well as no overlay index whatsoever. This section describes some use- well as no overlay index whatsoever. This section describes some use-
cases for these index types. cases for these index types.
5.1 TS IP address index use-case 5.1 TS IP address overlay index use-case
The following figure illustrates an example of inter-subnet The following figure illustrates an example of inter-subnet
forwarding for subnets seating behind Virtual Appliances (on TS2 and forwarding for subnets seating behind Virtual Appliances (on TS2 and
TS3). TS3).
SN1---+ NVE2 DGW1 SN1---+ NVE2 DGW1
| +-----------+ +---------+ +-------------+ | +-----------+ +---------+ +-------------+
SN2---TS2(VA)--|(MAC-VRF10)|-| |----|(MAC-VRF10) | SN2---TS2(VA)--|(MAC-VRF10)|-| |----|(MAC-VRF10) |
| IP2/M2 +-----------+ | | | IRB1\ | | IP2/M2 +-----------+ | | | IRB1\ |
IP4---+ | | | (IP-VRF)|---+ IP4---+ | | | (IP-VRF)|---+
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ESI=0, GW IP address=IP3 (and BGP Encapsulation Extended ESI=0, GW IP address=IP3 (and BGP Encapsulation Extended
Community). Community).
(3) DGW1 and DGW2 import both received routes based on the (3) DGW1 and DGW2 import both received routes based on the
route-targets: route-targets:
o Based on the MAC-VRF10 route-target in DGW1 and DGW2, the o Based on the MAC-VRF10 route-target in DGW1 and DGW2, the
MAC/IP route is imported and M2 is added to the MAC-VRF10 MAC/IP route is imported and M2 is added to the MAC-VRF10
along with its corresponding tunnel information. For instance, along with its corresponding tunnel information. For instance,
if VXLAN is used, the VTEP will be derived from the MAC/IP if VXLAN is used, the VTEP will be derived from the MAC/IP
route BGP next-hop (underlay next-hop) and VNI from the route BGP next-hop (underlay next-hop) and VNI from the MPLS
VNI/VSID field. IP2 - M2 is added to the ARP table. Label1 field. IP2 - M2 is added to the ARP table.
o Based on the MAC-VRF10 route-target in DGW1 and DGW2, the IP o Based on the MAC-VRF10 route-target in DGW1 and DGW2, the IP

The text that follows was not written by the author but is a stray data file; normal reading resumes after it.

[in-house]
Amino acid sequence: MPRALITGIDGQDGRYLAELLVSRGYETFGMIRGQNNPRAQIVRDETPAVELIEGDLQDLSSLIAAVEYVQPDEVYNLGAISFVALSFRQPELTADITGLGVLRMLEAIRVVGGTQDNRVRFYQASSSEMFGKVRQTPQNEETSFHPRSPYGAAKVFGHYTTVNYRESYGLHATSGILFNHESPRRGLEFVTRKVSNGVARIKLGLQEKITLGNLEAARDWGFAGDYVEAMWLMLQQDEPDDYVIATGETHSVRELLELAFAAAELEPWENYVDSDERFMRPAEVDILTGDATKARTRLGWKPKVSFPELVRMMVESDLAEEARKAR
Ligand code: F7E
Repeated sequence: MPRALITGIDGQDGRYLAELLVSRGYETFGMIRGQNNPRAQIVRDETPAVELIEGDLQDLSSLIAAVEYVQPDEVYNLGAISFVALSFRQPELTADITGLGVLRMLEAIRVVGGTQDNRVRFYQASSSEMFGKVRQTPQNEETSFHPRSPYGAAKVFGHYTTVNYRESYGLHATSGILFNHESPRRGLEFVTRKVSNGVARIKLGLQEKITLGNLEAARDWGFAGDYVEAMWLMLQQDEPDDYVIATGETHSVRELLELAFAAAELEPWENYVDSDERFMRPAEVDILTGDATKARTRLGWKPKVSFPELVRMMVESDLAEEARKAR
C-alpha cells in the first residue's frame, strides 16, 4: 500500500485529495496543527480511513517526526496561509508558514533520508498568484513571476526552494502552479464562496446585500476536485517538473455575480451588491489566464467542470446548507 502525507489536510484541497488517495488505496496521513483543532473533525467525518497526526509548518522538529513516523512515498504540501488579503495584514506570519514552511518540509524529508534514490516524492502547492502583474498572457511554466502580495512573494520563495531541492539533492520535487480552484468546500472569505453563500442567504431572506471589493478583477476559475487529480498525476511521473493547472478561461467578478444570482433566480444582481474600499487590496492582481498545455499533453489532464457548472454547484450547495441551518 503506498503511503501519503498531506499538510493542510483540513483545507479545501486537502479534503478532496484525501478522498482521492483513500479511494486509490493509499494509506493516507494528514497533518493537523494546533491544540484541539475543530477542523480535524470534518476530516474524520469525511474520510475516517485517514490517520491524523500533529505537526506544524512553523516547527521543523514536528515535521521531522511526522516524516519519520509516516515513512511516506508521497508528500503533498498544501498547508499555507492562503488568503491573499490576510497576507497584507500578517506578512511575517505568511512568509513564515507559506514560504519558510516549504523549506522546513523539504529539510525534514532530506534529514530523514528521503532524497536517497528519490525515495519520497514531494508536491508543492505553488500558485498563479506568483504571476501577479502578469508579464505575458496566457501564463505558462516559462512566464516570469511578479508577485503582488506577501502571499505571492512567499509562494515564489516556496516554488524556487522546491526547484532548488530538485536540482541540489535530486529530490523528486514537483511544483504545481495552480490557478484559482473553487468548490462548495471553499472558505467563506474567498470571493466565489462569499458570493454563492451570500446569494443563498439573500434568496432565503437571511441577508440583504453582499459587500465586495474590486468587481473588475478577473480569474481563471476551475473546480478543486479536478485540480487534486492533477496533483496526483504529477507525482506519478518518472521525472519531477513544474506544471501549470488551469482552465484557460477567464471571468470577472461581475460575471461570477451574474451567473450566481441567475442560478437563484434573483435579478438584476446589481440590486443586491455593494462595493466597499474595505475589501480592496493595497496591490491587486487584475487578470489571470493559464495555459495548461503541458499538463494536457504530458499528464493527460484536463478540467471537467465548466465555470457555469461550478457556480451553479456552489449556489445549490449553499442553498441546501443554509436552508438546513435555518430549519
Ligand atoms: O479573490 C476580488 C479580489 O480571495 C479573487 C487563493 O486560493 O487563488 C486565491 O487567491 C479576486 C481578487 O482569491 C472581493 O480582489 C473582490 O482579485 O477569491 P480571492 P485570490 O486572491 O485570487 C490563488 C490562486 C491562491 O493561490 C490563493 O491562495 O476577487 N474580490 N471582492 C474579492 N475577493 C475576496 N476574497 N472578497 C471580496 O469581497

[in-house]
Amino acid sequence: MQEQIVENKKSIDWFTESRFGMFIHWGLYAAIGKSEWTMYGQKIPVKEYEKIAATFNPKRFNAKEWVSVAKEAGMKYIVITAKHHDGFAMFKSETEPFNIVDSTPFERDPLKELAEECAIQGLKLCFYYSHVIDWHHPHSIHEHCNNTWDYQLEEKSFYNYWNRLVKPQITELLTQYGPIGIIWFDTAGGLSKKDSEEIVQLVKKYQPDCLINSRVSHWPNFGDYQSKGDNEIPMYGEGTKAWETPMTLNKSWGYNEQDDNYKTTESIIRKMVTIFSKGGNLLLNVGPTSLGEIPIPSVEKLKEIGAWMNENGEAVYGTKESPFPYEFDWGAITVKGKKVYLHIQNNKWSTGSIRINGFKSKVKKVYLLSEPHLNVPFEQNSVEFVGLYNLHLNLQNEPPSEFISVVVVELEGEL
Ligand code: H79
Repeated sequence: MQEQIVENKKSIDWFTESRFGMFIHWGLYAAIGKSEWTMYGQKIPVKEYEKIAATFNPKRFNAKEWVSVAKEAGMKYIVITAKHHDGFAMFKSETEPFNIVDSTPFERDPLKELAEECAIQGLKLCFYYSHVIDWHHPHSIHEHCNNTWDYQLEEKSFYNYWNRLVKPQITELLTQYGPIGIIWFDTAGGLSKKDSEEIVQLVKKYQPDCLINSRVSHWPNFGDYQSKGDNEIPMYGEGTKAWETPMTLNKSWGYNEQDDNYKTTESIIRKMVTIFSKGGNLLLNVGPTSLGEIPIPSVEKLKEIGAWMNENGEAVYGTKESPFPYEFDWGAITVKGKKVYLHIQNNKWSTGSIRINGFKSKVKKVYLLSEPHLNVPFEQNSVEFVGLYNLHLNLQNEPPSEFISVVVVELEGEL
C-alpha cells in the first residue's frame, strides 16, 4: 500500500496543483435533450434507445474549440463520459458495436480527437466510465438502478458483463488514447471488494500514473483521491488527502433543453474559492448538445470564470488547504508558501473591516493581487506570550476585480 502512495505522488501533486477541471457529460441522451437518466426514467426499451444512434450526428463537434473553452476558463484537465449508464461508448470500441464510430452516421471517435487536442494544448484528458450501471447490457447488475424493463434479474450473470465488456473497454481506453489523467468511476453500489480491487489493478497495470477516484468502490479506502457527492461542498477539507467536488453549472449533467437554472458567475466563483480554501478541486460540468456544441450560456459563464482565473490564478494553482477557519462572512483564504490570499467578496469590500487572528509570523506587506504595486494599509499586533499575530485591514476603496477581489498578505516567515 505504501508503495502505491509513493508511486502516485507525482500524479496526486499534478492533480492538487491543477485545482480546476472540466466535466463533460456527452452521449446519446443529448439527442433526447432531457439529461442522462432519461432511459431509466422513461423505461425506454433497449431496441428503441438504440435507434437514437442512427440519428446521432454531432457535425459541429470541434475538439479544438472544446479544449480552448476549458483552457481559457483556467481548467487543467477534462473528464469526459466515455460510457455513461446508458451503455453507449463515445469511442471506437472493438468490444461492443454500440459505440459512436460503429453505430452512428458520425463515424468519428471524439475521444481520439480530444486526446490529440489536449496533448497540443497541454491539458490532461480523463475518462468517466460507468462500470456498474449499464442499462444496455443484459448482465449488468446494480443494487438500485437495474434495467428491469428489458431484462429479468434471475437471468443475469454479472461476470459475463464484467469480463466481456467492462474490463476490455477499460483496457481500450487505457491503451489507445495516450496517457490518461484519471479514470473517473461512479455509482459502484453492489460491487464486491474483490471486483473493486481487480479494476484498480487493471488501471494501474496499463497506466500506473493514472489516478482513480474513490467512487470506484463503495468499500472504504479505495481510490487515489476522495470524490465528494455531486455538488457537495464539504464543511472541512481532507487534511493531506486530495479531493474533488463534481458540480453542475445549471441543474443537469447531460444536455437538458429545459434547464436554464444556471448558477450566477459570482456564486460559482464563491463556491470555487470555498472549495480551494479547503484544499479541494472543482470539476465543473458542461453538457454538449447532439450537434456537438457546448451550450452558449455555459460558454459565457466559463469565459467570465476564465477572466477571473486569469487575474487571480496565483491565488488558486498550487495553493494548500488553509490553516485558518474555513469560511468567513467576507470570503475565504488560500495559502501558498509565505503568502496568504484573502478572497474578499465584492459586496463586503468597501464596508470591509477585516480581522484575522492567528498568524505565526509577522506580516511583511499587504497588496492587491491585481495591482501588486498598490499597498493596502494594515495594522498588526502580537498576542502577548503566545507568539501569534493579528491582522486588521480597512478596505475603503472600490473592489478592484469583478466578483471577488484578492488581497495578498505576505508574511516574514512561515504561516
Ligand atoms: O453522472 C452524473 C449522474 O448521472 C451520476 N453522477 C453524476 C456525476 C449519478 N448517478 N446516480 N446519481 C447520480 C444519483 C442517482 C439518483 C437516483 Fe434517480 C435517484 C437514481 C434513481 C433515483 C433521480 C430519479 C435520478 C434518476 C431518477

Prefix route is also imported and SN1/24 is added to the IP- Prefix route is also imported and SN1/24 is added to the IP-
VRF with index IP2 pointing at the local MAC-VRF10. Should VRF with overlay index IP2 pointing at the local MAC-VRF10.
ECMP be enabled in the IP-VRF, SN1/24 would also be added to Should ECMP be enabled in the IP-VRF, SN1/24 would also be
the routing table with overlay index IP3. added to the routing table with overlay index IP3.
(4) When DGW1 receives a packet from the WAN with destination IPx, (4) When DGW1 receives a packet from the WAN with destination IPx,
where IPx belongs to SN1/24: where IPx belongs to SN1/24:
o A destination IP lookup is performed on the DGW1 IP-VRF o A destination IP lookup is performed on the DGW1 IP-VRF
routing table and index=IP2 is found. Since IP2 is an overlay routing table and overlay index=IP2 is found. Since IP2 is an
index a recursive route resolution is required for IP2. overlay index a recursive route resolution is required for
IP2.
o IP2 is resolved to M2 in the ARP table, and M2 is resolved to o IP2 is resolved to M2 in the ARP table, and M2 is resolved to
the tunnel information given by the MAC-VRF FIB (e.g. remote the tunnel information given by the MAC-VRF FIB (e.g. remote
VTEP and VNI for the VXLAN case). VTEP and VNI for the VXLAN case).
o The IP packet destined to IPx is encapsulated with: o The IP packet destined to IPx is encapsulated with:
. Source inner MAC = IRB1 MAC. . Source inner MAC = IRB1 MAC.
. Destination inner MAC = M2. . Destination inner MAC = M2.
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o Encapsulation is stripped-off and based on a MAC lookup o Encapsulation is stripped-off and based on a MAC lookup
(assuming MAC forwarding on the egress NVE), the packet is (assuming MAC forwarding on the egress NVE), the packet is
forwarded to TS2, where it will be properly routed. forwarded to TS2, where it will be properly routed.